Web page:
- Carmine doesn’t initially intend to adopt Jim. Frank takes off immediately, consumed with guilt, and Jim has no one else, so Carmine steps in, because he owes Jim, he owes Peter. He did what the Court wanted, but he cared for Peter, Gotham is worse off without him, and now Peter’s nine year old son is all alone, because of him. It starts off with Carmine just paying for Jim’s hospital stay, for his physio, but then he starts just coming around, checking in on Jim, visiting, and Jim who maybe vaguely knows who Falcone is (would sometimes eavesdrop from the top of the stairs when Falcone was over, speaking with his parents) latches on. Jim is lost and traumatised and alone and he latches onto the first person who shows him any attention. And that then forms the basis of their relationship.
- Carmine has himself made Jim’s guardian. It’s only supposed to be temporary, but the longer Jim is around, the less inclined Carmine is to let him go, because he looks at Jim and he sees a bit of Peter. He also sees stubbornness, and potential, and most importantly, something that can be moulded. It doesn’t take long for Carmine to give Jim his name.
- I don’t know how old anyone’s supposed to be. In the show, according to my attempts at maths, Jim is 34-ish in season 4. Ben was obviously older, but Crystal Reed was around that age too, so Sofia could be about the same age as Jim, or at most a few years younger. Mario is older than Sofia, but the actor is about the same age as Ben, so Mario is likely at least a bit older than Jim, particularly as Mario and Sofia seemingly have different mothers. For this lets just go with Mario is a good few years older than Jim, who is in turn maybe two years older than Sofia.
- Sofia latches onto Jim immediately. She’s used to sharing her father’s affection/time, so Jim being in the picture makes little difference to her in that regard. But to her, he’s new and interesting and he’ll follow her around. He’s not too old like Mario now is. He can be hers. Mario, meanwhile, is jealous from the get go, hating the way his father cares for this orphan nobody, hating how much attention Sofia pays him, and that just festers into something obsessive as they get older.
- And it doesn’t start off intentional (because she’s like 7), but Jim and Sofia get hella unhealthily co-dependent very quickly, and as they do get older, Sofia encourages that, desperate for the love and devotion and validation she isn’t getting from the rest of her family. And Jim provides. He latches onto Sofia right back, from the start craving comfort and companionship and family. They first sleep together as teenagers, and keep on doing so until Carmine catches them. which is why he sends Sofia away. Deep down Jim and Sofia both resent him for that, for separating them, even though Sofia still has Mario, and that festers too.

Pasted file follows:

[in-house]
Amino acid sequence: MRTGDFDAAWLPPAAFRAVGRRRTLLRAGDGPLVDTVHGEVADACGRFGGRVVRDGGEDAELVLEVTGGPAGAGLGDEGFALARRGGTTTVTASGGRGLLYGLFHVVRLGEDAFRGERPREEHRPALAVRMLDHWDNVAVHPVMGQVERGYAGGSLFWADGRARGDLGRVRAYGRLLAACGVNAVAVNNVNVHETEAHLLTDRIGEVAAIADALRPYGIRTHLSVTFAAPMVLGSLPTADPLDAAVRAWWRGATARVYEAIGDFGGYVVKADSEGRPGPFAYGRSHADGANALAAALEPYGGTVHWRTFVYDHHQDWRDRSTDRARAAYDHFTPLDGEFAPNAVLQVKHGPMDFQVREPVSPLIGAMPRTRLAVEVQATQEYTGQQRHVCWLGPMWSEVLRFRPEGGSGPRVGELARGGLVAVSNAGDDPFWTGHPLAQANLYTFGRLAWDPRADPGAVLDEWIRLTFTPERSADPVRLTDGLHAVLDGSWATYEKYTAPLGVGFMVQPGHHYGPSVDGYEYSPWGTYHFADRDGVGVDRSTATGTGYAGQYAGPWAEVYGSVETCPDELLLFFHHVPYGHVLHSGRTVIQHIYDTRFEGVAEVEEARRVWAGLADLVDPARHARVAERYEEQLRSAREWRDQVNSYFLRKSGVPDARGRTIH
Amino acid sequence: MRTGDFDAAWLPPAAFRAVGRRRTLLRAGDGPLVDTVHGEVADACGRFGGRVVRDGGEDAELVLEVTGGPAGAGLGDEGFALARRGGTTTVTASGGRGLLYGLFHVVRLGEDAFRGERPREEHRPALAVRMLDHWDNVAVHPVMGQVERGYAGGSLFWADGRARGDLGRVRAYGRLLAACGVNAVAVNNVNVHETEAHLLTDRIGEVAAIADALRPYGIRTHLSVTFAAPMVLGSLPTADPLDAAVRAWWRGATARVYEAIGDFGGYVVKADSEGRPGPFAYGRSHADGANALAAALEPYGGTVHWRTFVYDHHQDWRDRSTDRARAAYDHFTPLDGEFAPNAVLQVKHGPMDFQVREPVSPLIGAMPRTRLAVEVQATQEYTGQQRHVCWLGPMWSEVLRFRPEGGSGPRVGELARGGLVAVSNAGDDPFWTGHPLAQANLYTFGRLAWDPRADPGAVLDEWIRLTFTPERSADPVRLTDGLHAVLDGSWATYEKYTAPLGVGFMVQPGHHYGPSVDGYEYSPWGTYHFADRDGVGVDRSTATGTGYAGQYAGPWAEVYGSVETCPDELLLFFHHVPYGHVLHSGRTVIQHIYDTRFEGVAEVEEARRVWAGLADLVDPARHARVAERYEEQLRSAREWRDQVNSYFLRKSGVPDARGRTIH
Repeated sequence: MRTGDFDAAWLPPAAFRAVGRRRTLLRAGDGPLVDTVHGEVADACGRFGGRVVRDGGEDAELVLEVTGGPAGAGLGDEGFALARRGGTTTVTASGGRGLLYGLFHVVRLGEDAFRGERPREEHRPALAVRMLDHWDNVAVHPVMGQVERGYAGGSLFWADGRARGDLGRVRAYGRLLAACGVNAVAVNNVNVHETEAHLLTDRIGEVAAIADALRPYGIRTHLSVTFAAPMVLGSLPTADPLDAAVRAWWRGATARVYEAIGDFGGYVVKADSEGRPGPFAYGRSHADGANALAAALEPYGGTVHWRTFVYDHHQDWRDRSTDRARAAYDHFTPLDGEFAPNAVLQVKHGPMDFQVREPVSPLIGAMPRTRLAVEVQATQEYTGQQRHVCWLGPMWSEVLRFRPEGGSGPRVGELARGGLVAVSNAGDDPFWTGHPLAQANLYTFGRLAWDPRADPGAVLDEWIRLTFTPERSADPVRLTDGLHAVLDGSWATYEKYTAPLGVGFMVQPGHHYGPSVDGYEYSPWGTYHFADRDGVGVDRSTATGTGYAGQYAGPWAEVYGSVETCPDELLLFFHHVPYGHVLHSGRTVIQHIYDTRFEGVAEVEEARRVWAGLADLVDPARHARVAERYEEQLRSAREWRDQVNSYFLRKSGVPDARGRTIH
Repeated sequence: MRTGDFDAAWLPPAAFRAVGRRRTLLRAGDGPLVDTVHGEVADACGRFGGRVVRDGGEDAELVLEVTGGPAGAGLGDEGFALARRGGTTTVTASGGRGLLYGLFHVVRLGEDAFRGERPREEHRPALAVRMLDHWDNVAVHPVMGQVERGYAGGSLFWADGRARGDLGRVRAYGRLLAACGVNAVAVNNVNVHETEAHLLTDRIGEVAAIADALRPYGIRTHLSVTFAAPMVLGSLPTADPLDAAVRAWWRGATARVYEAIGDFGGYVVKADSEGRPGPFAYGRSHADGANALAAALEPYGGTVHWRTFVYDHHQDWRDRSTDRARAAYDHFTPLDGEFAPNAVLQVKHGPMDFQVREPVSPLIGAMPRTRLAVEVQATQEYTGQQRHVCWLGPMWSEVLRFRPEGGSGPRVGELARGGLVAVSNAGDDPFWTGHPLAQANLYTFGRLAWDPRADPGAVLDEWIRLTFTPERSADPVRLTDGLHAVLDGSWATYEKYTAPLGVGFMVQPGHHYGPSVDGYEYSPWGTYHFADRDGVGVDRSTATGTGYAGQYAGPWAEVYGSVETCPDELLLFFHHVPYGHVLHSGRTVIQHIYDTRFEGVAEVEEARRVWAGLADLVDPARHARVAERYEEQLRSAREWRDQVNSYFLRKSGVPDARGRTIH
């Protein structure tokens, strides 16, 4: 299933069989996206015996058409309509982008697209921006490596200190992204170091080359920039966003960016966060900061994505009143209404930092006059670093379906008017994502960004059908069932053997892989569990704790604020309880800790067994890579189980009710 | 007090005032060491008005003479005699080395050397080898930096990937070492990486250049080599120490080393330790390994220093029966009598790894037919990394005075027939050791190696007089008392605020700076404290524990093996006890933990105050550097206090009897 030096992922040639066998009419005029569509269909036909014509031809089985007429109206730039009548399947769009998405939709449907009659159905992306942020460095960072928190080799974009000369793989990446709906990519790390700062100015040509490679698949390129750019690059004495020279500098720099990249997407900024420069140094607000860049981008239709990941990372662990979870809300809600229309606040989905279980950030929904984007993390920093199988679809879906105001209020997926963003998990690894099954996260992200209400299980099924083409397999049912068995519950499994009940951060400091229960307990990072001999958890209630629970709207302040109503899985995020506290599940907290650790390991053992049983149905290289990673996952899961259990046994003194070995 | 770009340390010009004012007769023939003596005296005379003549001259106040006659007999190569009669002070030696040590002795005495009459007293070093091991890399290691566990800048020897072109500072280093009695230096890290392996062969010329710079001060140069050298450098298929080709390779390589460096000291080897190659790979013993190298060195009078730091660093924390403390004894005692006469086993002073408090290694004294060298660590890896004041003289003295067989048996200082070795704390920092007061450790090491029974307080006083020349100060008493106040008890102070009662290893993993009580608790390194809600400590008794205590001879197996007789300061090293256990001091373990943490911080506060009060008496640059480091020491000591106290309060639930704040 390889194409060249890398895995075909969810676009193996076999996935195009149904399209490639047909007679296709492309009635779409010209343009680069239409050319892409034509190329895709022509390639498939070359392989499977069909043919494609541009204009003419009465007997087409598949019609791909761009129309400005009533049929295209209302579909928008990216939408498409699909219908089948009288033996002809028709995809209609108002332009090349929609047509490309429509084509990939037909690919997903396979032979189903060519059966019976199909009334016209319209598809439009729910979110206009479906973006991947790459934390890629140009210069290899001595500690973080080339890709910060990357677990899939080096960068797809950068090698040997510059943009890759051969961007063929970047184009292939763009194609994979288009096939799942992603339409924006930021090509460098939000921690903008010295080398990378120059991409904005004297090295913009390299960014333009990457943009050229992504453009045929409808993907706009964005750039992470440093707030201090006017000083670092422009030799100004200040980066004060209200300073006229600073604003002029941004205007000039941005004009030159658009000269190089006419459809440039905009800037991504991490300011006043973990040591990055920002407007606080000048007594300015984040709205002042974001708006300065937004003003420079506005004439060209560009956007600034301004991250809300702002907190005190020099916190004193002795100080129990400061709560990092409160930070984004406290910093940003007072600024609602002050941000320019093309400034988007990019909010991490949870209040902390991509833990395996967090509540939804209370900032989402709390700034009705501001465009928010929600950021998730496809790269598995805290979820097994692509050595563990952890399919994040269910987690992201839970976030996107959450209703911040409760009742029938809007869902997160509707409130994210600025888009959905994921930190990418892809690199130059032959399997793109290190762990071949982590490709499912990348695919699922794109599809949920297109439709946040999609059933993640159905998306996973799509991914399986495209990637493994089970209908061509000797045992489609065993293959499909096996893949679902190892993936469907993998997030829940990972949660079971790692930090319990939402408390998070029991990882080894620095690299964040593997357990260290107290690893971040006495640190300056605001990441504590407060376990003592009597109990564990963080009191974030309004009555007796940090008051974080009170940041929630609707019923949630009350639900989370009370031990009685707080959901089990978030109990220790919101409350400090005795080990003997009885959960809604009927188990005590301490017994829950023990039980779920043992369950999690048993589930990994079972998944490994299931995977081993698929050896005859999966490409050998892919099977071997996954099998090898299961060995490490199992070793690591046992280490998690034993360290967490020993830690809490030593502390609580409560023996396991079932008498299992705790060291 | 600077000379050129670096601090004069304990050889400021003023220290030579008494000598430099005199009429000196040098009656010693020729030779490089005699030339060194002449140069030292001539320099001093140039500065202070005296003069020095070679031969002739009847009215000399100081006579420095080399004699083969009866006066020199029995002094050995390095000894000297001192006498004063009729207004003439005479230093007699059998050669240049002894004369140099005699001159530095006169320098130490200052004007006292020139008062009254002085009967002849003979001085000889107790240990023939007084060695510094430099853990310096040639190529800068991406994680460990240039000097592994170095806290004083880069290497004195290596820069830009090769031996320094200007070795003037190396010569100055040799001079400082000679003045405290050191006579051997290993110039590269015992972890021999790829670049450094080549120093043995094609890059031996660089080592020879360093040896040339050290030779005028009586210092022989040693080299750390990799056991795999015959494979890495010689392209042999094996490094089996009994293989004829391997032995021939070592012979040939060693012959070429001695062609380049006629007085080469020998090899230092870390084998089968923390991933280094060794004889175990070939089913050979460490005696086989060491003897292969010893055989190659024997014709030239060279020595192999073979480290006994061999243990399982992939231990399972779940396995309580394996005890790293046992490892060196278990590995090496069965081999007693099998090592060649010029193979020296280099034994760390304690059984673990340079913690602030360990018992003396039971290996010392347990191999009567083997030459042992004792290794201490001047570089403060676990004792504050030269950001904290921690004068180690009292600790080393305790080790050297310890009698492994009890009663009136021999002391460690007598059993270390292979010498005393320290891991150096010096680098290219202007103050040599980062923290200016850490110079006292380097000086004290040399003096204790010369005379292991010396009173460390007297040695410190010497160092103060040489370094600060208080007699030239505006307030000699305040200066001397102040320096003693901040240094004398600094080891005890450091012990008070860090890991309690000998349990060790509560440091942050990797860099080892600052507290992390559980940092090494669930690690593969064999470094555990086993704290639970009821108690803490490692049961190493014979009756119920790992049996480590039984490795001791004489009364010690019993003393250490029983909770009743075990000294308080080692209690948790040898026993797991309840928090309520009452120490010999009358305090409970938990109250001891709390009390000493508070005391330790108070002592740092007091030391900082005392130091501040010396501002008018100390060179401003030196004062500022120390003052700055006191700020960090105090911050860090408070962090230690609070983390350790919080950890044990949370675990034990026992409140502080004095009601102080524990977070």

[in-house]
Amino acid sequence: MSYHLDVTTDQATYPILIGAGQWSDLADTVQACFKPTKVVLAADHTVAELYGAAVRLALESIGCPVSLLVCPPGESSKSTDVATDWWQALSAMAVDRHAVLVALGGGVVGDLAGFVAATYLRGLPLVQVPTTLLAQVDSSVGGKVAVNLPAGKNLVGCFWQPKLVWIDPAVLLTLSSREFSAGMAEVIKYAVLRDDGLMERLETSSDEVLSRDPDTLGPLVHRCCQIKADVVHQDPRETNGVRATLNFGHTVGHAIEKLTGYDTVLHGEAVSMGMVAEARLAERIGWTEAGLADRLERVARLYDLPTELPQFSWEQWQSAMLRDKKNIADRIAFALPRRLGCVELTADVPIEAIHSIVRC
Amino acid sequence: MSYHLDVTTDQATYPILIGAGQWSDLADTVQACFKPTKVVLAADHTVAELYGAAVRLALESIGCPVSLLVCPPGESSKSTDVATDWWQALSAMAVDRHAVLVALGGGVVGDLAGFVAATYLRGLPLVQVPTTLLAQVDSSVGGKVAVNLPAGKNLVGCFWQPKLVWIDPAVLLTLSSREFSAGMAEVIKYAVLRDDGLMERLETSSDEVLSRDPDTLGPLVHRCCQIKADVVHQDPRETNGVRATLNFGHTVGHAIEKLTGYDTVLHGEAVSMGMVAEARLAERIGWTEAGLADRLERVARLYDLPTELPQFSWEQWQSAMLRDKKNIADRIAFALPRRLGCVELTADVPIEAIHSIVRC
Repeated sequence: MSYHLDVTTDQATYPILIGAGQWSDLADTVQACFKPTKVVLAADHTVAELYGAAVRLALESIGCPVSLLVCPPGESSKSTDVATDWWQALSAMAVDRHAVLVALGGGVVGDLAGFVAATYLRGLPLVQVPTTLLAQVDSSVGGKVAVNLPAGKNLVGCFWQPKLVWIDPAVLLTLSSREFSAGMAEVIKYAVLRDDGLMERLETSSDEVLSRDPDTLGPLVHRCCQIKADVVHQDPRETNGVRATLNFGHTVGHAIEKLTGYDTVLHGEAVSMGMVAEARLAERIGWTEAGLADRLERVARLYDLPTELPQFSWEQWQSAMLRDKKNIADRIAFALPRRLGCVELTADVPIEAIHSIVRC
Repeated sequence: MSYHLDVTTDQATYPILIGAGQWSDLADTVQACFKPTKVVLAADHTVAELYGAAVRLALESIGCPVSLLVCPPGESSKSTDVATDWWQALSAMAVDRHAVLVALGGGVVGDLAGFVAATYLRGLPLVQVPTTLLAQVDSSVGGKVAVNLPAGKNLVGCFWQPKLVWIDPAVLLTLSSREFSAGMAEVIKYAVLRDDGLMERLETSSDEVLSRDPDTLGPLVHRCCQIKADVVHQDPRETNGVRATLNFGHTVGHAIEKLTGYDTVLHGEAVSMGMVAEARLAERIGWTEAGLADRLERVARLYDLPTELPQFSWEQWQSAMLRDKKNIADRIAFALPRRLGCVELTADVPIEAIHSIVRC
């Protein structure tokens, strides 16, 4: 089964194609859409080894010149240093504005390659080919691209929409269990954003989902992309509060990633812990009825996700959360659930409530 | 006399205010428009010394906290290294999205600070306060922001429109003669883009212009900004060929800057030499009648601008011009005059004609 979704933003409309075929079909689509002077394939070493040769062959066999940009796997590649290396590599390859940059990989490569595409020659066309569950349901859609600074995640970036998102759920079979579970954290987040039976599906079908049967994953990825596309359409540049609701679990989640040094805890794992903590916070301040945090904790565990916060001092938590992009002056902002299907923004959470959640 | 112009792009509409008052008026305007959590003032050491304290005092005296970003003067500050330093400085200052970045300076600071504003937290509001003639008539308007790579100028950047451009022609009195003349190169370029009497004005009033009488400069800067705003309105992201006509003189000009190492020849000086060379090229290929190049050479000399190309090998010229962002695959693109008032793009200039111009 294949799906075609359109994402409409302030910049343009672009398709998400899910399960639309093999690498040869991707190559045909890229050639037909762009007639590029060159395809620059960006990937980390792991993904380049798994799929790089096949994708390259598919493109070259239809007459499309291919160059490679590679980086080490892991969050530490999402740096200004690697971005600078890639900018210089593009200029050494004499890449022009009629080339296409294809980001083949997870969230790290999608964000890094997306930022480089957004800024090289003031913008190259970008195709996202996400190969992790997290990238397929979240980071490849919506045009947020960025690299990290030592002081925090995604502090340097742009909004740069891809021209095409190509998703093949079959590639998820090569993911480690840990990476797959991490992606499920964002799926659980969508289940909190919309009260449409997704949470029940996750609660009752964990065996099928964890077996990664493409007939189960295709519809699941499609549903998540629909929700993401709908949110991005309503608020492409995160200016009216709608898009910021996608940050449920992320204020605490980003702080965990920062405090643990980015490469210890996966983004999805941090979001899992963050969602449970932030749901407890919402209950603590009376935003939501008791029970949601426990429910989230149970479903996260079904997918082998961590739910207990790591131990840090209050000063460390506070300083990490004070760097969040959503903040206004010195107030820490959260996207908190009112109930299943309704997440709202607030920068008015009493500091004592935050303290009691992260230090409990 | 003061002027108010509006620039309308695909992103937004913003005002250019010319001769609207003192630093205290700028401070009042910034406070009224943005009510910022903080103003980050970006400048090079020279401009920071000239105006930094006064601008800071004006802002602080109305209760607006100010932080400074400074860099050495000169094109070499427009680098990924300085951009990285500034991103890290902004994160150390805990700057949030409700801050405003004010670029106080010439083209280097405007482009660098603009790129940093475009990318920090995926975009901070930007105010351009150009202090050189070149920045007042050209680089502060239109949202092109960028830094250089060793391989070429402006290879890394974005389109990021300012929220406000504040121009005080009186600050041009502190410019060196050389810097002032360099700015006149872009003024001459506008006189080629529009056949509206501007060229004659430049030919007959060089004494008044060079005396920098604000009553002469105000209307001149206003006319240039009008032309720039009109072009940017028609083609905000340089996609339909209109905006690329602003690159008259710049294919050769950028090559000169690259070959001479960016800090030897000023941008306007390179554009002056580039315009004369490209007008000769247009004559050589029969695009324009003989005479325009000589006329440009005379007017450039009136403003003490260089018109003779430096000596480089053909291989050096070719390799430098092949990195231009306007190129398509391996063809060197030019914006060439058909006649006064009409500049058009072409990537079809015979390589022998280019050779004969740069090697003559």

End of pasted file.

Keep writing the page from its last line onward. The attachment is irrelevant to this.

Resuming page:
- Carmine, in answer to his promise to Mario’s mum, sends Mario down south too, which leaves him with only Jim. But that’s almost better in a way. He has made no promises to protect Jim, to keep him clean, and he can see already that Jim has the potential to succeed him. He feels (almost) no guilt in moulding him, in teaching him everything, in turning Jim first into a weapon, and then his heir. And he’s careful. He of course has genuine affection for Jim, maybe even loves him more than his own children, but he’s not one to take chances, to leave his back unguarded, so he makes Jim loyal. Reminds him again and again that it’s by his mercy and compassion that Jim has a home, a family. Tells Jim that he loves him, and that Jim must show his love by being loyal, always. By obeying. Tying the concept of love to loyalty and obedience, and punishing Jim both physically and emotionally when he fails.
- Jim vomits the first time he kills someone. He’s hurt people before, has seen plenty of people die as he stood at his father’s shoulder, but it’s different when the gun’s in his hand. When he’s the one pulling the trigger. He waits until they get home though. Barely feels the gun being taken back, or the heavy hand on his shoulder. Only vaguely hears Carmine commend him on a job well done. Just nods, and follows, and once he’s in his room, dashes to the ensuite to vomit up the contents of his stomach. It gets easier after that, but Jim never learns to enjoy it. He never takes the joy, the pleasure he sees other take in killing. At most there may be some satisfaction, some relief, but he never starts to like it. Killing becomes a necessity, something to keep the balance, to ensure business keeps running, but never anything more than that. Carmine suspects as much, but it doesn’t bother him. As long as Jim does the job, is willing to do the job. It’s not like he takes any real pleasure from killing either.